Tuesday, August 7, 2007

Heat an issue on football field

The severity of the heat for the start of football practice in the Carolinas is a surprise even for those who grew up here.

Players and coaches are accustomed to practicing in 90-degree weather. But when the temperatures climb into the high 90s and are expected to flirt with 100, practice becomes a chore.

“That’s just something that’s going to make us stronger in the end. . . . I can feel myself getting in better shape working in it,” N.C. State quarterback Daniel Evans said bravely.

Coach Tom O’Brien said N.C. State has averaged about one player a day who has been physically unable to finish practice because of the heat. He said that’s not bad when you consider there are more than 100 players on the field.

The heat puts coaches in an unusual spot. They want to see who is tough enough to succeed in the uncomfortable conditions and prepare for games that might be held on hot afternoons.
They also don’t want to burn out their players before the season begins. East Carolina coach Skip Holtz is beginning practice in the middle of the afternoon because the Pirates open in a noon game Sept. 1 at Virginia Tech. But he is monitoring the heat’s effect on his players and will adjust accordingly.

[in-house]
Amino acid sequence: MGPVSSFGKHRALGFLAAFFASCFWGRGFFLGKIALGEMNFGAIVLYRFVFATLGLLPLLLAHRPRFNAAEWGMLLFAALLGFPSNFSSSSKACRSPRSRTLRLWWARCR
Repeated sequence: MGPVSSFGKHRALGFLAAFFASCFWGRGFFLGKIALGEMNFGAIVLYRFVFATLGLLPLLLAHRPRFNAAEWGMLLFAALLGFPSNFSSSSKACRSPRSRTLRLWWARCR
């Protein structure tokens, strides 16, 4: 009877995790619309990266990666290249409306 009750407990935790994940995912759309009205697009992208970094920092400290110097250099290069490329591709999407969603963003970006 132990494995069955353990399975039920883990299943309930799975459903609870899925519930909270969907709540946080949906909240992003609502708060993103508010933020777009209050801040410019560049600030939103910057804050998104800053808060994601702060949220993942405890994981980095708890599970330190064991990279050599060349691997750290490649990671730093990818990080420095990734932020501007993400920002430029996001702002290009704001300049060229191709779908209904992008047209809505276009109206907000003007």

“We want to make sure we have somebody to play with when we go up to Virginia Tech,” Holtz said.

The “acclimatization period” created by the NCAA in 2003 helps protect players from the heat by outlawing two-a-days for the first five days of the preseason. Practices start with no pads, then add shoulder pads and advance to full contact by the fifth day.

Even after the acclimatization period ends, two-a-days on consecutive days are prohibited.
Bear Bryant might have frowned upon these precautions because they can prevent a coach from building toughness. But North Carolina coach Butch Davis said he’s been sensitive to the effects of heat on players for more than 10 years, dating back past his tenure with the Miami Hurricanes to his time with the Dallas Cowboys.

After spending his entire coaching career in the South, Davis remembered trying to figure out what to do as coach of the Cleveland Browns, when he experienced temperatures in the 70s.
“That was more of an adjustment than, how are you going to deal with 92 degrees,” Davis said.
But as the mercury climbs in the Carolinas, temperatures in the 70s would sound good to a lot of sweaty football players.

– Ken Tysiac